Given the central role of MT1-MMP in collagen remodeling, we conducted experiments to test whether LRP1 regulates ECM remodeling by altering expression of MT1-MMP; however, regulation was not observed at the mRNA level. We also observed no difference in total or cell-surface MT1-MMP protein in LRP1-expressing and -deficient cells. Thus, LRP1 does not appear to regulate fibroblast MT1-MMP abundance, as it does other membrane proteins (Gonias et al., 2004). The possibility remains that under some conditions, MT1-MMP may proteolyze LRP1 and thereby de-repress uPA-mediated plasminogen activation; however, this pathway was not apparent in our studies. Overall, our results support a model in which LRP1 controls plasmin-dependent ECM remodeling by its effects on cell-surface uPAR. This pathway may be particularly important in remodeling of provisional ECM and play a secondary role in collagen remodeling when MT1-MMP is absent. The ability of LRP1 to regulate ECM remodeling may be significant in wound healing, atherosclerosis, and cancer.
Type I collagen was from BD Biosciences. Sulfo-NHS-LC-biotin and NHS-fluorescein were from Pierce (Rockford, IL). Gelatin type B, amiloride, aprotinin, mouse anti-tubulin-α and ε-amino caproic acid (εACA) were from Sigma-Aldrich (St Louis, MO). Fibronectin and GM6001 were from Chemicon (Temecula, CA). Glutathione-S-transferase (GST) and GST-RAP were expressed in bacteria and purified as previously described (Herz et al., 1991). RAP binds to LRP1 and blocks binding of other LRP1 ligands (Herz et al., 1991). RAP also blocks LRP1-mediated internalization of uPAR (Webb et al., 1999). Smart pool siRNA against mouse MT1-MMP and non-targeting pooled siRNA were from Dharmacon (Lafayette, CO). The plasmid encoding RFP (pDsRed-N1) was from Clontech (Mountain View, CA). Rabbit polyclonal anti-MT1-MMP was a kind gift from Dr. Strongin (Burnham Institute for Medical Research, La Jolla, CA) (Rozanov et al., 2006). Cell culture reagents were from Invitrogen (Carlsbad, CA).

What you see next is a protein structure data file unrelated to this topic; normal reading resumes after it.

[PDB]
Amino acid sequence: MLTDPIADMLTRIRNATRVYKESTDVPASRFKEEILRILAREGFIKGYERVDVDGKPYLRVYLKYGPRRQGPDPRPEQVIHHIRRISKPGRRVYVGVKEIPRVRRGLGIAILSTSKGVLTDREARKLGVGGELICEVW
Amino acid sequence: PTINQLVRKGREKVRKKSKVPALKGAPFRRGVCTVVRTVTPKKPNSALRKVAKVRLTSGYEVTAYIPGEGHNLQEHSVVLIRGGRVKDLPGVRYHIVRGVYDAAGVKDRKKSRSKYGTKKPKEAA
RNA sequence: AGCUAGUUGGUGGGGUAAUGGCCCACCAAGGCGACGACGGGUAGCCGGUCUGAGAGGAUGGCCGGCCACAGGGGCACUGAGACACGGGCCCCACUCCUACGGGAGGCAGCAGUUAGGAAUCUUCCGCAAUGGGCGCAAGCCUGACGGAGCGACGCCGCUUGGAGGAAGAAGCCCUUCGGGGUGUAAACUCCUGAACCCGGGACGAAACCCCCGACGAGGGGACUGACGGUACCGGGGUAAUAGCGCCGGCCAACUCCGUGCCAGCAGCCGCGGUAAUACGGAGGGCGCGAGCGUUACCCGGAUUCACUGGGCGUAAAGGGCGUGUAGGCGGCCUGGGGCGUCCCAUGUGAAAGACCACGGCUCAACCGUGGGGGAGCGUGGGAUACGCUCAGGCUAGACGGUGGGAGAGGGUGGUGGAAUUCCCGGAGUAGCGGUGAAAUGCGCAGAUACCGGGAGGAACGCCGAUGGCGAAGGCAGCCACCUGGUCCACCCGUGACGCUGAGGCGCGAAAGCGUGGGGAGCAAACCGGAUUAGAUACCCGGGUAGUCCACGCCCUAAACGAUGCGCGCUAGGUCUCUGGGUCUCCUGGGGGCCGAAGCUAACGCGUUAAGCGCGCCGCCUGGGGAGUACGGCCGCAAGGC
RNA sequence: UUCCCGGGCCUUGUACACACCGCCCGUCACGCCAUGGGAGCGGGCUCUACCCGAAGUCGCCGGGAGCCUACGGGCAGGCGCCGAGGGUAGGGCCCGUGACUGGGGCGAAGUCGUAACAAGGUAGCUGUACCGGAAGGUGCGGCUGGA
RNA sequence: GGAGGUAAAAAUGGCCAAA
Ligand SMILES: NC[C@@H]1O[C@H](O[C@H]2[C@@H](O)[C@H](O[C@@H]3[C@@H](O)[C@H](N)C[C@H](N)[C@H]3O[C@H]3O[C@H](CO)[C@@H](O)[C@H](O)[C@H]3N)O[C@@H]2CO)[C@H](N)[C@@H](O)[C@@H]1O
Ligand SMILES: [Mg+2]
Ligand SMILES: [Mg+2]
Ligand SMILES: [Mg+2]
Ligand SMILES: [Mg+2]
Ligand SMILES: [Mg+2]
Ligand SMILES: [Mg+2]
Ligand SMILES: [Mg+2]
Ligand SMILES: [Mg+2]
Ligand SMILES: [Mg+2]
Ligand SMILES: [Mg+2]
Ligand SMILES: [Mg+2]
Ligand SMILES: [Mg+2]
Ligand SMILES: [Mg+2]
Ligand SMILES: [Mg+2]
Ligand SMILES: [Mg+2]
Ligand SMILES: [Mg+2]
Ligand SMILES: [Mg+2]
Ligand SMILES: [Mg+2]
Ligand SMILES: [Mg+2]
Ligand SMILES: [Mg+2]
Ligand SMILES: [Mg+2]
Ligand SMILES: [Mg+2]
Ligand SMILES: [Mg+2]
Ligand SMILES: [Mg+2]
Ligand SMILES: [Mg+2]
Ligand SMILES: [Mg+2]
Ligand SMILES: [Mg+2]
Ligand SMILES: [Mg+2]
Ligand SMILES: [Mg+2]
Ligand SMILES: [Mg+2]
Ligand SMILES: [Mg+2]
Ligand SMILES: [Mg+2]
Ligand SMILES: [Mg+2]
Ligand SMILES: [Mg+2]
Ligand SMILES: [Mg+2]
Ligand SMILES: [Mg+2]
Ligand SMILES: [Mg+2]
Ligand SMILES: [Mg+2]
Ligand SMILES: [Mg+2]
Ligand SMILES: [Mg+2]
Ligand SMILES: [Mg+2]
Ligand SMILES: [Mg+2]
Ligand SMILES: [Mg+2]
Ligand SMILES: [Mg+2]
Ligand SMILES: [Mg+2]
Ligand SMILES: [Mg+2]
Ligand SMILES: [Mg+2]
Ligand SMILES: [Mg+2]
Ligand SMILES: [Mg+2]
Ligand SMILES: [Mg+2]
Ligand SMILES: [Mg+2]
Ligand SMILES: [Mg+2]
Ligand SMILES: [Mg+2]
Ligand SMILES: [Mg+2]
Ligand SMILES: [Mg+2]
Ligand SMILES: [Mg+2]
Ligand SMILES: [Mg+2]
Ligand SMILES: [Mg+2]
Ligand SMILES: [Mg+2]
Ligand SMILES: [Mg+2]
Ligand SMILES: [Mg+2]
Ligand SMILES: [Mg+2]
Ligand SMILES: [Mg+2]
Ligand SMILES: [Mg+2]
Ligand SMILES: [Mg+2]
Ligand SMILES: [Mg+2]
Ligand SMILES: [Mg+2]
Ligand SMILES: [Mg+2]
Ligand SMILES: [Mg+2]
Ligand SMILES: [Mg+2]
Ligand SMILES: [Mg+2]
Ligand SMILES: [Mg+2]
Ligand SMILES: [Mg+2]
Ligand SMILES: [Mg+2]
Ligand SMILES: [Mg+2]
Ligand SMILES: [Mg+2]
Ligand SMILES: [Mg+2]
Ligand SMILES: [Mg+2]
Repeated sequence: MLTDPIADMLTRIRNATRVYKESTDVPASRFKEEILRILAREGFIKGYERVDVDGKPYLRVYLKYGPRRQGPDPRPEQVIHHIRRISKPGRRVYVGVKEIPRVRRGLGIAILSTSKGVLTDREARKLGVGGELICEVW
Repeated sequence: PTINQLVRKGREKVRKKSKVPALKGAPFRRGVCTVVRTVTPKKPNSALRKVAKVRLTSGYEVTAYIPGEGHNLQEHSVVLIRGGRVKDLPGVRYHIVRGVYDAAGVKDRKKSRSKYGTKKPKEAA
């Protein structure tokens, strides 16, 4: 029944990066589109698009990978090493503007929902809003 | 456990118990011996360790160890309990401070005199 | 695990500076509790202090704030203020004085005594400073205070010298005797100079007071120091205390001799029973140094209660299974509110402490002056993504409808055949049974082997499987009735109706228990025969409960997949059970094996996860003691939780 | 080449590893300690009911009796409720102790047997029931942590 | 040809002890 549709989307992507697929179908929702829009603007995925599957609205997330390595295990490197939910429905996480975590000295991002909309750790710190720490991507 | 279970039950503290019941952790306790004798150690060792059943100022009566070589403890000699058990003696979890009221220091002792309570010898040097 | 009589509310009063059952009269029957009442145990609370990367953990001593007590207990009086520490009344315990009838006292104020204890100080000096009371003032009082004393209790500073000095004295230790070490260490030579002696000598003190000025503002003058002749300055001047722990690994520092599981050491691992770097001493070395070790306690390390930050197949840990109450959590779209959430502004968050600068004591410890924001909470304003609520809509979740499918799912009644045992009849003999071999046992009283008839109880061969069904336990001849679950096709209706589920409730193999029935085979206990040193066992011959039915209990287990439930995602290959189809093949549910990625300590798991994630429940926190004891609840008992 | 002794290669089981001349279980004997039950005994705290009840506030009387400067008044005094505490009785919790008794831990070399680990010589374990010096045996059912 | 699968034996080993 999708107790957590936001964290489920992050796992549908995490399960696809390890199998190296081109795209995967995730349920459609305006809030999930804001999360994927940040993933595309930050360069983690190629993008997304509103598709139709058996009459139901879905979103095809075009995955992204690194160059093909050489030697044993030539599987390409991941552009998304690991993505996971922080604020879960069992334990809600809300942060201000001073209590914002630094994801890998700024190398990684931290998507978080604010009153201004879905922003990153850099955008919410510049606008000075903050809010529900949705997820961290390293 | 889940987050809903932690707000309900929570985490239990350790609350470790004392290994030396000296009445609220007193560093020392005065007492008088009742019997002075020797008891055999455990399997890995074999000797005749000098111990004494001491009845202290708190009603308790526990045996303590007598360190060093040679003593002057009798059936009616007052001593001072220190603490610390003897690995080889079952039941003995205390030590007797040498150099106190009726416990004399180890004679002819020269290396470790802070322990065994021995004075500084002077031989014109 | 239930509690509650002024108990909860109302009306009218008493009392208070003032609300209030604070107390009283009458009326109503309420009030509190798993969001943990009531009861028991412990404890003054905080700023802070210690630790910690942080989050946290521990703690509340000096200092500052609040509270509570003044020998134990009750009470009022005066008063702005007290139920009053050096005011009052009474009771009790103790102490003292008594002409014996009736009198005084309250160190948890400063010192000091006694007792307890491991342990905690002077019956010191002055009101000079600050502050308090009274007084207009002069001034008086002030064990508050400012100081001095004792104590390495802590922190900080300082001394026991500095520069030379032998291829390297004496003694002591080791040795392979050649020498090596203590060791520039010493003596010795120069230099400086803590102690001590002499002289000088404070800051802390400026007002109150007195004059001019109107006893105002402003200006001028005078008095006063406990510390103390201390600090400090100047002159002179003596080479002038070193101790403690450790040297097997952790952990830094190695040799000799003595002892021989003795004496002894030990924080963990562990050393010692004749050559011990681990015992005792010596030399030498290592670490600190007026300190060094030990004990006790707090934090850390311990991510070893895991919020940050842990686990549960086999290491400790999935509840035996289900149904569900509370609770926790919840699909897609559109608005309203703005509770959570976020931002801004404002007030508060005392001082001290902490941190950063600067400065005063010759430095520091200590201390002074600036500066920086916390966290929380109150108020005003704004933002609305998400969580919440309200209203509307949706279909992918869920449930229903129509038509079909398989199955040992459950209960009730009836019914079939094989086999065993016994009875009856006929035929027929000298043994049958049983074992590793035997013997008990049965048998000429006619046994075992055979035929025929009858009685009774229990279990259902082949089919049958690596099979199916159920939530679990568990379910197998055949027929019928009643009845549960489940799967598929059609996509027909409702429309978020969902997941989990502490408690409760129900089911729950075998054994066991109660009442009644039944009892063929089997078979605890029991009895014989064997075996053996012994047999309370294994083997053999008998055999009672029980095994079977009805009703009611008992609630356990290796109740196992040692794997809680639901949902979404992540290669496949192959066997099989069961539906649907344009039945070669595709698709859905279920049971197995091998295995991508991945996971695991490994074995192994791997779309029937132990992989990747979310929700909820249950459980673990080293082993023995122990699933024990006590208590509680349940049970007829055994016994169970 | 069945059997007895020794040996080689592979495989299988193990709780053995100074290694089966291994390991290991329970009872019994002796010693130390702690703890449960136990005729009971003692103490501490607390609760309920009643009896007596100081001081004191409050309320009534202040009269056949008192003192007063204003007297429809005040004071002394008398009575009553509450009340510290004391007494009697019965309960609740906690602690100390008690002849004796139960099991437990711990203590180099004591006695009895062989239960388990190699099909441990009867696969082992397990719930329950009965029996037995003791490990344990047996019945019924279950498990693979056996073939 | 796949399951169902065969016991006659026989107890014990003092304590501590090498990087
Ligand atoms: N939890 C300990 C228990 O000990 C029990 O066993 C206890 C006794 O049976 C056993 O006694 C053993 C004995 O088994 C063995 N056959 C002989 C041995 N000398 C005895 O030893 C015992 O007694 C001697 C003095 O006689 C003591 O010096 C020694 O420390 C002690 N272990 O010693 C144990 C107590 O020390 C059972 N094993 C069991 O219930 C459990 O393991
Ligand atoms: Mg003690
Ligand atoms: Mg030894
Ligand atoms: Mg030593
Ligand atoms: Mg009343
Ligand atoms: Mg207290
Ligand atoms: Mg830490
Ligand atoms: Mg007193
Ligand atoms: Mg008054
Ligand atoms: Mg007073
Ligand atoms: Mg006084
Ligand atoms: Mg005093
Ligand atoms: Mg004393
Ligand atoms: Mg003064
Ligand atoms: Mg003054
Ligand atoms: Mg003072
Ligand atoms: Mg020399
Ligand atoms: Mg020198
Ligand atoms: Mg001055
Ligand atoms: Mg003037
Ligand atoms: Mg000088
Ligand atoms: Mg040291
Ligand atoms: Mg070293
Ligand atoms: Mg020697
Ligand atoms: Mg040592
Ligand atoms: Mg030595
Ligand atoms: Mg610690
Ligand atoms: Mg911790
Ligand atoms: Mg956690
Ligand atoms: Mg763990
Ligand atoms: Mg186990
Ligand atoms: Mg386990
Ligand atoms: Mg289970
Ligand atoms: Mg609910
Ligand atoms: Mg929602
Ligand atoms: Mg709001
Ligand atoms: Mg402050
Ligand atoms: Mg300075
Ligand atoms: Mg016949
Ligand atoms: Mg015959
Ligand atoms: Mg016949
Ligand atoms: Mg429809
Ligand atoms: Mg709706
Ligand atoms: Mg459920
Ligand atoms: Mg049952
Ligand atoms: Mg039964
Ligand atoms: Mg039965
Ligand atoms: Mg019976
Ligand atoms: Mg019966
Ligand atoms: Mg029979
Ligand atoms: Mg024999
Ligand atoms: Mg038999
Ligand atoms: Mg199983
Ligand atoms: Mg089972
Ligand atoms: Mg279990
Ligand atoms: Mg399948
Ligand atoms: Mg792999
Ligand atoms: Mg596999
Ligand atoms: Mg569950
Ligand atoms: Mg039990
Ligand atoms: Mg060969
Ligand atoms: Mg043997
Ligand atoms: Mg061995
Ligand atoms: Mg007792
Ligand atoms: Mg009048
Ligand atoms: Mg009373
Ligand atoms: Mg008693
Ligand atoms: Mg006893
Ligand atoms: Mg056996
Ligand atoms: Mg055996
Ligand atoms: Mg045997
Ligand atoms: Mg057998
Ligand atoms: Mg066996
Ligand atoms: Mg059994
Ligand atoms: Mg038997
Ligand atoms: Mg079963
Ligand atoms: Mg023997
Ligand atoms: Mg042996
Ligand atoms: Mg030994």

MEFs that are genetically deficient in LRP1 (MEF-2) and control LRP1-expressing MEFs (PEA-10) were obtained from the ATCC (Willnow et al., 1995). B-41 cells are MEF-2 cells that were transfected for stable expression of full-length human LRP1 (Salicioni et al., 2002). uPAR+/+ and uPAR−/− MEFs were previously described (Ma et al., 2002). Wild type and MT1-MMP-deficient skin fibroblasts were a kind gift from Dr. Stephen Weiss (University of Michigan, Ann Harbor, MI) (Sabeh et al., 2004). All cells were cultured in DMEM supplemented with 10% FBS, penicillin (10 IU/ml), streptomycin (100 µg/ml), L-glutamine (2 mM) and sodium pyruvate (1 mM).
Type I collagen was reconstituted on glass coverslips (18-mm), as described by Sabeh et al. (Sabeh et al., 2004). In brief, 100 µg/ml of type I collagen was incubated on the coverslips in 20 mM sodium phosphate, 150 mM NaCl, pH 7.4 (PBS) overnight at 4° C. The collagen was over-coated with human fibronectin (5 µg/ml) in PBS for 2 h at 22° C. To monitor ECM remodeling, either the type I collagen or the fibronectin was labeled with NHS-fluorescein in 50 mM sodium carbonate buffer (pH 9) for 15 min at 22° C. The labeled protein was washed twice with 50 mM sodium carbonate buffer, pH 9, and once with PBS before adding the next protein or cells.